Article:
August 10, 2011

Riot of a Time

Posted in Cameron, Civil Liberties, Conservatives, Consumerism, Economics, Hysteria, London, Political Philosophy, Politics, Society at 6:11 pm by Paul Sagar

Very quick thoughts on the recent riots.

1. Clearly it is true that poverty, alienation, deepdisgruntlement with the police and lack of opportunity are important background facts that any serious attempt at understanding will have to take into account.

2. But these alone cannot explain what was clearly, in many cases, opportunistic theft and glee in destruction.

3. So where do we go from there?

4. I take these to be true and important components of any description of modern British politics and society: that it promotes self-interested greed, materialism, the possession of ostensive goods for status, immediate gratification, and a toleration (even encouragement) of ruthless competitiveness with a deep disregard for the welfare of others. (Call this the “no-such-thing-as-society society”, if you like.)

5. Putting 1 and 2 together with 4, and adding in conditions of spontaneity, anticipated impunity and evident opportunity, a basic yet broadly sufficient explanation appears to emerge.

6. Note that the things described in 4 above constitute the core tenets of the political ideology broadly known as ‘Thatcherism’ (or if you want to bring things up to date post-1997, ‘neo-liberalism’).

7. Also note that the conditions described in 1. have been massively and continuously exacerbated by Thatcherism (or ‘neo-liberalism’), especially if enormous inequality and its debilitating effects on individual well-being and self-respect are included too.

8. So actually this may not be such a mystery after all. If you constantly tell people to be selfish, ruthless, competitive, greedy and disregarding of the welfare of others, then you can’t really be surprised when they behave as they are told they fundamentally are and must be (even if they forget about the bits to do with obeying the law).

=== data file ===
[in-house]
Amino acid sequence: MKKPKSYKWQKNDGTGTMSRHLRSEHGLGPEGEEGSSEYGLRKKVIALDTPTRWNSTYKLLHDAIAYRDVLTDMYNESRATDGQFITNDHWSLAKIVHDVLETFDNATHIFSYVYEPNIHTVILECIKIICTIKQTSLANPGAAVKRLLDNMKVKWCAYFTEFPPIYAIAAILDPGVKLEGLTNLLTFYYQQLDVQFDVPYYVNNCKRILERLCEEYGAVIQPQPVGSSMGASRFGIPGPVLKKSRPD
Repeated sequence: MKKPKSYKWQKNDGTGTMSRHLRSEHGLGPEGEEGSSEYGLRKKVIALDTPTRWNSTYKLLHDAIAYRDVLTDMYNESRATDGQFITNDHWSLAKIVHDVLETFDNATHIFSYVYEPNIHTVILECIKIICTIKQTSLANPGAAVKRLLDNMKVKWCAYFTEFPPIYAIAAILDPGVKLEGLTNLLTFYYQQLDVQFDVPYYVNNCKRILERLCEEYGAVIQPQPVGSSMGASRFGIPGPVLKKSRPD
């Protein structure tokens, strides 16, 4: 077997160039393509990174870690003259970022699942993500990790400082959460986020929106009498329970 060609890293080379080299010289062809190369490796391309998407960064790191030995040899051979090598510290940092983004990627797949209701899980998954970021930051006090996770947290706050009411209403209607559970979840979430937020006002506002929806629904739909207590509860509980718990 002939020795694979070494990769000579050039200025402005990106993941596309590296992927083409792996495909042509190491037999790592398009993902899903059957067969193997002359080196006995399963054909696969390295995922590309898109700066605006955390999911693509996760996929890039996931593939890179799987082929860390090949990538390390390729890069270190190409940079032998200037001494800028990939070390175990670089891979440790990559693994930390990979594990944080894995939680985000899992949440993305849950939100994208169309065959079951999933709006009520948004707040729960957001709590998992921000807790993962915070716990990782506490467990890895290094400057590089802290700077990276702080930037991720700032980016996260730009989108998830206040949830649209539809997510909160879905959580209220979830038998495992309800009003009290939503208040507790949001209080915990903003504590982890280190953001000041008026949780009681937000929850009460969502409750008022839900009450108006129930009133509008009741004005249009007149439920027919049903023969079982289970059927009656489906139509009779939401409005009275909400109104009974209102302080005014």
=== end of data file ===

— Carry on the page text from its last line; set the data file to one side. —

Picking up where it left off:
9. However, if you happen to be the prime minister just invoke some vacuous covering fluff about ‘moral responsibility’. Continue to condemn loudly, and then get back to promoting the elements in 4. on a daily basis. Without wondering about which ways the knife may cut.

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11 Comments »

  1. Richard said,

    There was greater poverty in the Edwardian era and no state welfare system to fall back on. London didn’t burn. Instead many of the poor attempted to educate and improve themselves. Where has this strong moralistic attitude gone?

  2. Luis Enrique said,

    On point 4, politicians certainly do not explicitly promote such values, indeed I’m sure in most speeches etc. they explicitly disavow them. Where can I see examples of this promotion?

    Where and how does society promotes those values? In the films, telly programs, books and newspaper articles I read, all those values are portrayed as bad. Jim Carey, for instance, always starts out a career oriented monster but then some delightful children/penguins teach him the error of his ways.

    You evidently don’t hold those things to be good things, and I bet most people you know do not. How did you escape internalising those values, if their promotion is so powerful.

    Where should I look for examples of these values being promoted? I can think perhaps games shows on telly, who wants to be a millionaire, and maybe the lyrics and videos of, erm, urban music. Where else? And why do you think those media dominate other media in which values on non-materialism, altruism and other good things are promoted?

  3. Sean Whitton said,

    Having gone through the secondary education system just a few years ago I can see where these point four values are coming from. We were told that our GCSEs were about getting good jobs i.e. about material gain, and then A-levels are just about the competition for university places. And it’s my generation that’s rioting.

  4. Luis Enrique said,

    I do not agree that promoting the goal of getting a good job, being able to perhaps own your own home, afford to travel, etc. amounts to selfish greed etc. I want those things, I do not consider myself to hold the values listed in 4. at all.